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Nancy Mackenzie

Nancy Mackenzie is the author of several books of poetry and books for children. A dressage enthusiast and long-time fan of horseracing, Mackenzie lives in Edmonton, Alberta. She teaches Creative Writing at Grant MacEwan University and operates a professional writing and editing service called Bronze Horse Communications. A novel, Nerve Line, was published by Ekstasis Editions in 2014.


Calling in the Ghosts

If the heart is an abyss
I would be a stone
gravitating toward the unfathomable,
but if the heart is a stone
like Marble Island
three miles wide and ten miles long
quartzite measured off by Arctic Ocean shores
a mirage of aurora borealis,
magical animals, and sunken ships
or any other kind of stone for that matter,
I would be, I confess, the abyss I am.
A deep interior closet
a vast, but fathomable ocean
where currents tug and pull
at memory and desire.
And I would trust that stone
to bring me, not home per se, but to a sense
of being home.

After all, I’ve left off finding excuses
and must to the alpine again,
where, perhaps, a heart divided,
I could bear light in a stone, return heroic
with gleaming eyes,
washed clear through to this magical animal
swimming backward against the tide.

Among stones: crevasse; among wildflowers: bees.
Lakes would make aqua mirrors where, tomorrow

I could string a clothesline between two pines
and tonight, before the curtain falls
and trusting to my old weathered hiking boots
this trail and that bus, I will to the alpine again;
friends have tethered my old dog there
as if finding me she would need the rope.

Some kind of echoed hope
It’s quiet.

A thrush bursts from a nest and I feel like I’m folded
in the closet or behind the dishwasher
where I’ve hid (with the Arctic sleeping bag)
from my brother
who won’t let me watch The Wizard of Oz.

I punish him by staying hidden.
The farmyard darkening past dusk,
some chore I forgot to do a sunken treasure
of unintegrated emotional charge. Why else
do I return here to this home? The dog
is long dead, but with me, in my heart,
and I heard her voice last night among the coyotes.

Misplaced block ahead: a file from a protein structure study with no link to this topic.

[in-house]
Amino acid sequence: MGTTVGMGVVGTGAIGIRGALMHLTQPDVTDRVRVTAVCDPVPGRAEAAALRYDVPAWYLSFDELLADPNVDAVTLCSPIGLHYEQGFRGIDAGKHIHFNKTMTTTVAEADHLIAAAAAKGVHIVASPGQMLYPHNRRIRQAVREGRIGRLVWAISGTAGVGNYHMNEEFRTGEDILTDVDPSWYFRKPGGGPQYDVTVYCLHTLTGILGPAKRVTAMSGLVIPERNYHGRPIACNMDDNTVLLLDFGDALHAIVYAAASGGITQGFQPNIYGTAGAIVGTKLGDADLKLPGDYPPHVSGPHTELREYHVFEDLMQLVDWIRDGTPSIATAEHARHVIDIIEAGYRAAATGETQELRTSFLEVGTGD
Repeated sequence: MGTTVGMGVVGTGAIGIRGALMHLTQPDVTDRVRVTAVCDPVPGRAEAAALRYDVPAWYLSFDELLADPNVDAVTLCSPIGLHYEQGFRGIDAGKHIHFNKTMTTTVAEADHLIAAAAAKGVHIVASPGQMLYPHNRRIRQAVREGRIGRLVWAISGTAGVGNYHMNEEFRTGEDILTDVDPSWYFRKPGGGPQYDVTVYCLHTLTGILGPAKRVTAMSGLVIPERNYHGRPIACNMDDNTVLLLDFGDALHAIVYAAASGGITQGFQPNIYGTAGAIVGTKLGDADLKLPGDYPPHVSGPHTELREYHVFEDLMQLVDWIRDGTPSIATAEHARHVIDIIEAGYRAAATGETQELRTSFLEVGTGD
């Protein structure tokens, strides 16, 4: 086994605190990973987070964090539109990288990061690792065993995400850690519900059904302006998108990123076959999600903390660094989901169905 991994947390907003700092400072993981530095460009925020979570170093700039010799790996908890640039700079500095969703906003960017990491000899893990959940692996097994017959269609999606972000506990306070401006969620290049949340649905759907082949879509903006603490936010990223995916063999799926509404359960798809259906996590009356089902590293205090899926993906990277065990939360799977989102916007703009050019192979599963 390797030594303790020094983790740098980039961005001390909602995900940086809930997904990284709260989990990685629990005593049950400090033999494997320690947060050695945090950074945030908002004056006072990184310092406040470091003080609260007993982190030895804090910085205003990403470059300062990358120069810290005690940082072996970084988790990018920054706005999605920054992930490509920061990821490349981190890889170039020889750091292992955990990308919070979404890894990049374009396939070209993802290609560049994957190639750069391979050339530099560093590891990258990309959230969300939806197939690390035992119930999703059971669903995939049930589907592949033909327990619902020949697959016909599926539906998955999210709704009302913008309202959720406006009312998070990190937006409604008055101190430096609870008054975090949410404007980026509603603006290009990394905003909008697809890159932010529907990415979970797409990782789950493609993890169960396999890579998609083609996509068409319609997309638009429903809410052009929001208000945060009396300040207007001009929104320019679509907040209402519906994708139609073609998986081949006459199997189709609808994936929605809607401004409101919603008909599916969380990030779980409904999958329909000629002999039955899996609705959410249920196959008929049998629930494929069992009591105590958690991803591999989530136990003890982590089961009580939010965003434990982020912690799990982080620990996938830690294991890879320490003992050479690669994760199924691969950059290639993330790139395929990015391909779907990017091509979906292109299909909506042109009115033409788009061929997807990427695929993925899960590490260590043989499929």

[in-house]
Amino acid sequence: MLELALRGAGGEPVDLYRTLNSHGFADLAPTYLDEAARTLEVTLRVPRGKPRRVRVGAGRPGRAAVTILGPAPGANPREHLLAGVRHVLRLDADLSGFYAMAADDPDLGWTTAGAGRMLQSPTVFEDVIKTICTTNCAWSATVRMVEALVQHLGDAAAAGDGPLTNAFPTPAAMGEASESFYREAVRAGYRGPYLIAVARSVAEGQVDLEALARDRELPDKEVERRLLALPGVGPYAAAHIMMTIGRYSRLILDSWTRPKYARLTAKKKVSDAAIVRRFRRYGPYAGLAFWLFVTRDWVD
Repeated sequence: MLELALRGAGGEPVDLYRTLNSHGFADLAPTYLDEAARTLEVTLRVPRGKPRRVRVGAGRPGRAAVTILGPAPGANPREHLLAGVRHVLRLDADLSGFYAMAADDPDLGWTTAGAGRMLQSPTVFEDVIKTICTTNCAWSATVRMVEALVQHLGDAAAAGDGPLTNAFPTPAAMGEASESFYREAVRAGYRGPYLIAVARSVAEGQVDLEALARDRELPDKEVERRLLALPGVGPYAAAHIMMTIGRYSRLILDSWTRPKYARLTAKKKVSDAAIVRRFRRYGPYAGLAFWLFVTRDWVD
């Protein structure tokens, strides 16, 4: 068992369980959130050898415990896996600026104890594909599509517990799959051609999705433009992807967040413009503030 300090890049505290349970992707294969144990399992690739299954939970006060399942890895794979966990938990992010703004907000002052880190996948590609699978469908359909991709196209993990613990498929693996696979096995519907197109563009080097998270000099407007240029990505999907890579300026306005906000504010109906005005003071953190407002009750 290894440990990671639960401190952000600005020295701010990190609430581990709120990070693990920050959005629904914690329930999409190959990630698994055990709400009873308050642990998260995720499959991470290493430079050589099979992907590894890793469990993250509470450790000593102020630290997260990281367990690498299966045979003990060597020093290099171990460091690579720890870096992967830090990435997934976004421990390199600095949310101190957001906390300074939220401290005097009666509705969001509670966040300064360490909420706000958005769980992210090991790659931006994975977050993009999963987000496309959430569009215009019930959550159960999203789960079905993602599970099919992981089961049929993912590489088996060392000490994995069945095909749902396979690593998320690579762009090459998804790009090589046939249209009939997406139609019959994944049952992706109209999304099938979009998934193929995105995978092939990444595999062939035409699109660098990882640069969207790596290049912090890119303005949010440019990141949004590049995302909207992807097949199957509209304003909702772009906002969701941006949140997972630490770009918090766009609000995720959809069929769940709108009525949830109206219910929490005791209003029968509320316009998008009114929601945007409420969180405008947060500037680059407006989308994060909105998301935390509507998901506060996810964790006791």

The heart doesn’t feel, it sees.
And looking about while canoeing
with slid-in electricity
echoing off the walls
the crags jut into the sky
above this crystal shore,
and the tangerine flutter of my pup tent
peeks into view, and by its campfire stones
paws crossed, my coy-dog, Enalyion,
voices her welcome.

And then the silence, building its abyss
and sinking into stone.

And offshore amid the mist
ghostly and triumphant, I behold an angel,
who, after this confession
listens to my prayer, I know he does
because of the lessening shadows, the bird
that lifts off from darkened stone, an owl in the night.

A dove, cooing, in the eastern farmyard
while the fiery sun
flares across the Rockies.
Birdsong picked up, like this Arctic sleeping bag I trail to my bed
westward as the light travels through the waxwing wood,
touching every blade of grass, quartzite, clasts of chert, forests,
unto the sea. Unto the sea. Where the red to purple light
sinks and glows and rises like campfire flames
or an angel performing rites and guarding me,
my heart a luminous stone in the deep sea.

Laguna Beach

You watch your mind melt,
relish the long, slow maw
of the ocean’s refrain
as sand slips from beneath your feet.
On your fingers are rings you inherited.
Their power, like shooting stars,
a few ticks of the second hand.
Only beauty like the horizon
with sea fog shades of blue
could turn you from contemplation of diamonds and gold,
glinting on the sets of waves, eclipsing your need to know a thing.

You herald the beginning of this change
with your offer to enter the waves alone
float there out past the breaking point.
As if that were all there were to it,
to change a line of thought
that holds you, line and sinker.

Your freedom is a bliss spun out of threads such as these
and walking up from the beach, mid-morning,
the long, slow wind to the apartment
gathers people, who act as if audience to your conundrum
and plant themselves outside the windows
where babies cry
and below, where pelicans fly,
the waves wash away the footprints
of a little beach girl.
She carries equal measures of water
in each hand, to your door, sets the water down
and joins the throng beneath your window, where
their paean to the sea, lilting, achingly pure
lures you out of doors. You
dive in through this opening aria
lured now by sand and sea in the waves;
a dolphin heartbeat arching wonder on breeze-blown ephemera.

All day you coil like this and spring
gills filled with breath, body a glistening tribute under the sun.
Then wind, atmospheric scarab
flown in on the night, a blue-green gift
from the sea, marks day’s end, and journey’s end.

A beach-pang at the airport before lift-off
centres the turns of your mind like a spine scramble, twist
this California asana vedic course in miracles, anchor, sand, and sun.

What but the practical application of sailor’s knots,
dingy anchors, and tide charts, (the things you use to stay home)
makes you navigator of the sudden impulse?
What is this hunger for living a no-nonsense wish-list
with the sun gone, a sand dollar in your hand?

As the seaplane lands on a northern island
near Desolation Sound, you step onto the beach
hold in your arms the last breath
of the second-hand’s sweep and then it’s gone.
All you have left
as the sea plane departs
is the eternal beauty of the girls diving into the waves off Laguna Beach,
their voices, and a sailor’s knot to slip at the skiff in the bay.


From Crisp-Maned Bay
by Nancy Mackenzie
© 2018 Nancy Mackenzie
Published by Ekstasis Editions